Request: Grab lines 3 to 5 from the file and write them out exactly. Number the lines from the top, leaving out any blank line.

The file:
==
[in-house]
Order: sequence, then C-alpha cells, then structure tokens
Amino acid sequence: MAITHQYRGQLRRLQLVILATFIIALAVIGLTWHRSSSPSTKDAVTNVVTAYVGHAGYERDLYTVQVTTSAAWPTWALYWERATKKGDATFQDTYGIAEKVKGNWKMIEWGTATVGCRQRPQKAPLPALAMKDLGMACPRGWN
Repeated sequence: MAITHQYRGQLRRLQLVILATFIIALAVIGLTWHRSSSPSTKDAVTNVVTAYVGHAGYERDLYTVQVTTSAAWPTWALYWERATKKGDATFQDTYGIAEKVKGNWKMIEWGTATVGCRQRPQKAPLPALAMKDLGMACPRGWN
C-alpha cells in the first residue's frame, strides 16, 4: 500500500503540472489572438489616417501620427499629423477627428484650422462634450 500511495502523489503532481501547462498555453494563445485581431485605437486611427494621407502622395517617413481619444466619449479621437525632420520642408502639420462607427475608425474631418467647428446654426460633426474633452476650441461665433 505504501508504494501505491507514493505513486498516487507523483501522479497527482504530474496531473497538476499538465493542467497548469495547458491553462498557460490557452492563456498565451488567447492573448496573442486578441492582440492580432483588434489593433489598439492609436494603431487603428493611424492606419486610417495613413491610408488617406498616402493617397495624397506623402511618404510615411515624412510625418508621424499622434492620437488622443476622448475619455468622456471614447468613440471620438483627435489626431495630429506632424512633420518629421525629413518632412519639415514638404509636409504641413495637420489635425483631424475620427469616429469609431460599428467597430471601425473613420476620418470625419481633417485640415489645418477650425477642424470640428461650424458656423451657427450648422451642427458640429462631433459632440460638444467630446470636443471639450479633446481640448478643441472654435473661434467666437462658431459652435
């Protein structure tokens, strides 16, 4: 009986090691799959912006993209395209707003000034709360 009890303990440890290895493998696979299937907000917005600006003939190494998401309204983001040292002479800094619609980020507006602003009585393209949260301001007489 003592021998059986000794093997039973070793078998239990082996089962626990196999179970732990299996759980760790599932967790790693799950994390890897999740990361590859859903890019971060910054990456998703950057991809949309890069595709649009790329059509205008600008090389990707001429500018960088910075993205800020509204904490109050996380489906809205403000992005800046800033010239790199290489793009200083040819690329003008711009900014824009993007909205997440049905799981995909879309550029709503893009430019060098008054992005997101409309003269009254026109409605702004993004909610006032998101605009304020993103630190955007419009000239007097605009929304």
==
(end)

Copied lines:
Amino acid sequence: MAITHQYRGQLRRLQLVILATFIIALAVIGLTWHRSSSPSTKDAVTNVVTAYVGHAGYERDLYTVQVTTSAAWPTWALYWERATKKGDATFQDTYGIAEKVKGNWKMIEWGTATVGCRQRPQKAPLPALAMKDLGMACPRGWN
Repeated sequence: MAITHQYRGQLRRLQLVILATFIIALAVIGLTWHRSSSPSTKDAVTNVVTAYVGHAGYERDLYTVQVTTSAAWPTWALYWERATKKGDATFQDTYGIAEKVKGNWKMIEWGTATVGCRQRPQKAPLPALAMKDLGMACPRGWN
C-alpha cells in the first residue's frame, strides 16, 4: 500500500503540472489572438489616417501620427499629423477627428484650422462634450 500511495502523489503532481501547462498555453494563445485581431485605437486611427494621407502622395517617413481619444466619449479621437525632420520642408502639420462607427475608425474631418467647428446654426460633426474633452476650441461665433 505504501508504494501505491507514493505513486498516487507523483501522479497527482504530474496531473497538476499538465493542467497548469495547458491553462498557460490557452492563456498565451488567447492573448496573442486578441492582440492580432483588434489593433489598439492609436494603431487603428493611424492606419486610417495613413491610408488617406498616402493617397495624397506623402511618404510615411515624412510625418508621424499622434492620437488622443476622448475619455468622456471614447468613440471620438483627435489626431495630429506632424512633420518629421525629413518632412519639415514638404509636409504641413495637420489635425483631424475620427469616429469609431460599428467597430471601425473613420476620418470625419481633417485640415489645418477650425477642424470640428461650424458656423451657427450648422451642427458640429462631433459632440460638444467630446470636443471639450479633446481640448478643441472654435473661434467666437462658431459652435